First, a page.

POSTSCRIPT: The Tribune internal Q&A Web site on the bankruptcy filing states that "all ongoing severance payments have been discontinued." So if you're one of the large number of reporters, editors and other staffers at the L.A. Times, the Chicago Trib or other papers who got sacked and didn't get your severance in one lump sum, you have a real problem.

A sit-down strike, such as that currently being waged in that Chicago door and window factory, seems a fitting and proper response, though you'll need help from those of your former colleagues still employed to get back into the buildings.

Harold Meyerson is editor-at-large of American Prospect and the L.A. Weekly.


The Road to Zell

How the Tribune deal went so bad, so fast.
By Daniel Gross

What's the difference between Smart Money and Dumb Money? Twelve months, the popping of a credit bubble, and about $800 million.

In the run-up of asset prices, which ended about a year ago, everyone was a genius. Hedge-fund managers felt wise for borrowing large sums of money and buying stocks, commodities, or pretty much anything that went up. Private equity barons bought companies, issued debt to pay themselves dividends, and were hailed as master investors. Heck, even millions of homeowners felt like Einsteins for refinancing at lower rates. And hardly anyone was deemed smarter than Sam Zell.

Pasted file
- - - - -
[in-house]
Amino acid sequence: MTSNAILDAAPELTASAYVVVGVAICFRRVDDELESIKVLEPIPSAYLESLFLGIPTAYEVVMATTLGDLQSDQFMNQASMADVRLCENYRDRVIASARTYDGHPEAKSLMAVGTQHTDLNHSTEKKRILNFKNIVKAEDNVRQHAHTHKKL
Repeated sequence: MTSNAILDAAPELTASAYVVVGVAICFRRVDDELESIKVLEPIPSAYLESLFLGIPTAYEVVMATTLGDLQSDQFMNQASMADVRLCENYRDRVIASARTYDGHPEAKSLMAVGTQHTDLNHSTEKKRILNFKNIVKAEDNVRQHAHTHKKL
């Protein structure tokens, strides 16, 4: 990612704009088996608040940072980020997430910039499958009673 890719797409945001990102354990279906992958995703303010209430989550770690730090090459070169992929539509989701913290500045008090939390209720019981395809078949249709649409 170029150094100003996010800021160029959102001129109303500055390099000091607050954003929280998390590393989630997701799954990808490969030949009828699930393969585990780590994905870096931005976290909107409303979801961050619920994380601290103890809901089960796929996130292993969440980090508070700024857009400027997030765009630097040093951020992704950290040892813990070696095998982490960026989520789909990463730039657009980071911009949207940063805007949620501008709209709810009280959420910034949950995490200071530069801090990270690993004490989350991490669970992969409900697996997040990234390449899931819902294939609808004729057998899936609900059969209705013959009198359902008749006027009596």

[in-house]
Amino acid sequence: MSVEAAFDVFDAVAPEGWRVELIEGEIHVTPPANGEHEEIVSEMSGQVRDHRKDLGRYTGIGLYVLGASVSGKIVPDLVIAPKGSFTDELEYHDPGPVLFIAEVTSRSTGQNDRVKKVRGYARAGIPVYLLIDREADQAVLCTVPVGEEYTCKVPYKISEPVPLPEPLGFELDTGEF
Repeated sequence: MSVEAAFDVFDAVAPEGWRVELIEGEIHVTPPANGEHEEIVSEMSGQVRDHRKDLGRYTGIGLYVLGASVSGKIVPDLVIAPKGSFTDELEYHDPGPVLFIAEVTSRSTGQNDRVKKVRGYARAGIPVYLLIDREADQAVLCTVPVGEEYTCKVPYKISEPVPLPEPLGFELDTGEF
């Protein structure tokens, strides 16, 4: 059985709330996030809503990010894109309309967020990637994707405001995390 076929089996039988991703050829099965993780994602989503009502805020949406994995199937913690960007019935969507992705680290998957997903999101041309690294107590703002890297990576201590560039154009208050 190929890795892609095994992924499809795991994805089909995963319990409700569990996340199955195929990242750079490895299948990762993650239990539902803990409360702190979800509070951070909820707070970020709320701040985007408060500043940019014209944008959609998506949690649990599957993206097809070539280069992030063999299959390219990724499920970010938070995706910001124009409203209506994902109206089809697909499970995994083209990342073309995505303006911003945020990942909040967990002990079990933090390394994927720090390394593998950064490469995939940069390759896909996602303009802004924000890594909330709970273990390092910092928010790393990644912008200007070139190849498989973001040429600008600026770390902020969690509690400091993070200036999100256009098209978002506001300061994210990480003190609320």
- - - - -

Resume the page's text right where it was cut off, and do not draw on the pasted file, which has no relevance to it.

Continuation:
The Chicago-based real estate investor, nicknamed the Grave Dancer for his delight in picking up dead businesses and reviving them, built Equity Office Properties, a collection of high-end office buildings.

In February 2007, Zell was lauded as a genius for unloading the company in an all-cash transaction valued at about $38 billion (Blackstone put in $6.4 billion in cash and borrowed the rest), after a frenzied bidding process. But Zell wasn't content to take his winnings and stow them under the mattress. Having benefited from the dumb-money culture—people willing to pay high prices for leveraged assets in the hope and expectation that they'd be able to sell them to other debt-fueled buyers at even higher prices—Zell loudly plunged right back into it. (Regular readers of this column should expect to hear more about the culture of dumb money—I've got an electronic book about it in the works with the Free Press.)

In December 2007, Zell closed on the $8.2 billion acquisition of the Tribune Co., putting in $315 million of his own money and borrowing much of the rest. Make no mistake about it, the Tribune Co. was a classic dumb-money play, and not just because its main assets were declining newspapers.